Recovery in Nar-Anon takes time. If you are attending a newer meeting, those attending may be focused on their own personal recovery. Seeing how the program works for them as they each “work it” can take people in different directions and sometimes around in circles. Members continually evaluate how their life experiences and changes unfold. The confidence to sponsor comes as we desire to give back to the fellowship that which we have received.
Both the potential sponsor and sponsee may be affected by time constraints. The time requirement is possibly much less than people imagine it to be. As different issues are raised, the time involved will wax and wane. A pattern will emerge and a schedule will fall in place that can be managed without strain and to the benefit of both participants.
How do I Choose a Potential Sponsor? Where do I go?
Sponsorship is about finding someone who has a peace and a calm you would like to claim in your own life. It is about learning how that person found serenity through sharing of their experiences, strength and hope, and determining if the same can be available to you if you model their behaviors.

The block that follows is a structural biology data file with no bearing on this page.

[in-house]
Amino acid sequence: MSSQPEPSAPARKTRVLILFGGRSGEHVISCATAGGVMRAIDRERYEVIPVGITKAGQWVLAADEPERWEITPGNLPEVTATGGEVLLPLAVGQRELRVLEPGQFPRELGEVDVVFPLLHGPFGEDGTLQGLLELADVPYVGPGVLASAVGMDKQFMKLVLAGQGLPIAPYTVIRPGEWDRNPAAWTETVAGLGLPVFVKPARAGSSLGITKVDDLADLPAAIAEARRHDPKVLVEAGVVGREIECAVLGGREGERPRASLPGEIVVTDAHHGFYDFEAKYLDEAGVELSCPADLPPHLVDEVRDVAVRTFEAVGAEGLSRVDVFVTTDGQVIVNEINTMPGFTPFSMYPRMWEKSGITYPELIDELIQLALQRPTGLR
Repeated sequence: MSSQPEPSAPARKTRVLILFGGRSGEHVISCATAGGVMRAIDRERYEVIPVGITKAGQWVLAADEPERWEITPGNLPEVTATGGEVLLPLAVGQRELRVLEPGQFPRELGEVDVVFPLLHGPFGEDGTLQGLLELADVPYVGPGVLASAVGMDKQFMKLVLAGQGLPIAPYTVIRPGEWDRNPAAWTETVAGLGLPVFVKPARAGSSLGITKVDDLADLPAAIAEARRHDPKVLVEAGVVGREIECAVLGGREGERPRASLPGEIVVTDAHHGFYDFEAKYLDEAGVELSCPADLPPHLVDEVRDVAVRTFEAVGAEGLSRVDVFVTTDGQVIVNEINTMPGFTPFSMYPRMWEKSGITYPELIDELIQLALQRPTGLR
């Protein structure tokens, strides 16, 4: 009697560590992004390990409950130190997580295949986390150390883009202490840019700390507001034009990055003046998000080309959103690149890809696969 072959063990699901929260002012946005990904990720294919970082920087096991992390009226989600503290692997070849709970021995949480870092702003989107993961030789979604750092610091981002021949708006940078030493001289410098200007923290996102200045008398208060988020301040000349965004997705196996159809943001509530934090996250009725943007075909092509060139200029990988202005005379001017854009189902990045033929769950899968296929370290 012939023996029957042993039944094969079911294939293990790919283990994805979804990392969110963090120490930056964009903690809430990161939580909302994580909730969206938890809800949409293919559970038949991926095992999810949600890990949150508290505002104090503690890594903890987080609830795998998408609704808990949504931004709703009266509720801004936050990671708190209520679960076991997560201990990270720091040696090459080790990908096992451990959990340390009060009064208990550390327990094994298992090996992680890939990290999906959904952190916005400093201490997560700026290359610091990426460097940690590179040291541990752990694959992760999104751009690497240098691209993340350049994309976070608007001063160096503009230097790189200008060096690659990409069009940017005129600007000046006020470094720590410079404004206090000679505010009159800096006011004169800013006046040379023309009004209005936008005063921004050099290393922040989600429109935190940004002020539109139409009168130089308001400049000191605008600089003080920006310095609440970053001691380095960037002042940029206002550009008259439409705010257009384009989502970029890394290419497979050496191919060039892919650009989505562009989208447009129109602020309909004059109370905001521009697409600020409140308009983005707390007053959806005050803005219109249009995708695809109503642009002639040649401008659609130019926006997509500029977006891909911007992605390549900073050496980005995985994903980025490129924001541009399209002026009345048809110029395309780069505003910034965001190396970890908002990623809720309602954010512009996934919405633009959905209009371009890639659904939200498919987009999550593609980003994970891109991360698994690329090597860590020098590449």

The best places to look for potential sponsors are where you can find others who are in active recovery and are committed to and continuing to work the program to further their recovery. These places may include
- Local Nar-Anon meetings
- Local Open NA meetings
- NA Conventions where Nar-anon is doing outreach
- Midwest Region Nar-Anon Meetings (such as the annual Assembly)
- Local Al-Anon meetings (particularly in cases where there are very limited numbers of other Nar-Anon Family Group meetings within a reasonable driving distance)